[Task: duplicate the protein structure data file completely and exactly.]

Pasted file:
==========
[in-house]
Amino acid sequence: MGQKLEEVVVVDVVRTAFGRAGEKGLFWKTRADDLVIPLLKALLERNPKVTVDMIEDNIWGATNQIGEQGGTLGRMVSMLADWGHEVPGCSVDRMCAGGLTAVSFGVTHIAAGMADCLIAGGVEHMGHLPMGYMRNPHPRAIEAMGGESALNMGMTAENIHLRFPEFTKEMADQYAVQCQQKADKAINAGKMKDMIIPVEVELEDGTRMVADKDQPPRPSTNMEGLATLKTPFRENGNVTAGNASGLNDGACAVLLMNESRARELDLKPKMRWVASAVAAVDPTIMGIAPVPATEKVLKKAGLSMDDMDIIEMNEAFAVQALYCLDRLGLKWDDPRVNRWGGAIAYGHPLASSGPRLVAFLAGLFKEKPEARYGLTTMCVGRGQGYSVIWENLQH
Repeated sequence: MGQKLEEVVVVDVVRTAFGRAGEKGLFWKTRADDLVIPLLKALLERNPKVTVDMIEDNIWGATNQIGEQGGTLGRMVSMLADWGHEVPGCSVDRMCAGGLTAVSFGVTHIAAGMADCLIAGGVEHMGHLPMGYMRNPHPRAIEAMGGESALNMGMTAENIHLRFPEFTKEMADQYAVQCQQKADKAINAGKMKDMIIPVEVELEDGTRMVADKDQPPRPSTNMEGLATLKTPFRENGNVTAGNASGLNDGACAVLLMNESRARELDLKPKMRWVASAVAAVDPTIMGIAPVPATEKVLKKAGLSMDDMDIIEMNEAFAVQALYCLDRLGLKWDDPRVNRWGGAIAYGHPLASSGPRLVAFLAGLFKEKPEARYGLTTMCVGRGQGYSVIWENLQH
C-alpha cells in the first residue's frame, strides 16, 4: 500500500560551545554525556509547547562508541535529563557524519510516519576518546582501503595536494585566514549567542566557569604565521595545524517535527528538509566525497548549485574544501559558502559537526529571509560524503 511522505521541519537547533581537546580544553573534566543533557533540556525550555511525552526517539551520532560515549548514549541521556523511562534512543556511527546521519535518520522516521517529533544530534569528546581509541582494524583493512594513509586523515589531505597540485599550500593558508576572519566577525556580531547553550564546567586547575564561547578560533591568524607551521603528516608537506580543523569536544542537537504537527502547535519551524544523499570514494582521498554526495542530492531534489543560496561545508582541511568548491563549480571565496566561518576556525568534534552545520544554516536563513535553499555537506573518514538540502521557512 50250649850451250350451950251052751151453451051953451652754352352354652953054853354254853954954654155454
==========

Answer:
[in-house]
Amino acid sequence: MGQKLEEVVVVDVVRTAFGRAGEKGLFWKTRADDLVIPLLKALLERNPKVTVDMIEDNIWGATNQIGEQGGTLGRMVSMLADWGHEVPGCSVDRMCAGGLTAVSFGVTHIAAGMADCLIAGGVEHMGHLPMGYMRNPHPRAIEAMGGESALNMGMTAENIHLRFPEFTKEMADQYAVQCQQKADKAINAGKMKDMIIPVEVELEDGTRMVADKDQPPRPSTNMEGLATLKTPFRENGNVTAGNASGLNDGACAVLLMNESRARELDLKPKMRWVASAVAAVDPTIMGIAPVPATEKVLKKAGLSMDDMDIIEMNEAFAVQALYCLDRLGLKWDDPRVNRWGGAIAYGHPLASSGPRLVAFLAGLFKEKPEARYGLTTMCVGRGQGYSVIWENLQH
Repeated sequence: MGQKLEEVVVVDVVRTAFGRAGEKGLFWKTRADDLVIPLLKALLERNPKVTVDMIEDNIWGATNQIGEQGGTLGRMVSMLADWGHEVPGCSVDRMCAGGLTAVSFGVTHIAAGMADCLIAGGVEHMGHLPMGYMRNPHPRAIEAMGGESALNMGMTAENIHLRFPEFTKEMADQYAVQCQQKADKAINAGKMKDMIIPVEVELEDGTRMVADKDQPPRPSTNMEGLATLKTPFRENGNVTAGNASGLNDGACAVLLMNESRARELDLKPKMRWVASAVAAVDPTIMGIAPVPATEKVLKKAGLSMDDMDIIEMNEAFAVQALYCLDRLGLKWDDPRVNRWGGAIAYGHPLASSGPRLVAFLAGLFKEKPEARYGLTTMCVGRGQGYSVIWENLQH
C-alpha cells in the first residue's frame, strides 16, 4: 500500500560551545554525556509547547562508541535529563557524519510516519576518546582501503595536494585566514549567542566557569604565521595545524517535527528538509566525497548549485574544501559558502559537526529571509560524503 511522505521541519537547533581537546580544553573534566543533557533540556525550555511525552526517539551520532560515549548514549541521556523511562534512543556511527546521519535518520522516521517529533544530534569528546581509541582494524583493512594513509586523515589531505597540485599550500593558508576572519566577525556580531547553550564546567586547575564561547578560533591568524607551521603528516608537506580543523569536544542537537504537527502547535519551524544523499570514494582521498554526495542530492531534489543560496561545508582541511568548491563549480571565496566561518576556525568534534552545520544554516536563513535553499555537506573518514538540502521557512 50250649850451250350451950251052751151453451051953451652754352352354652953054853354254853954954654155454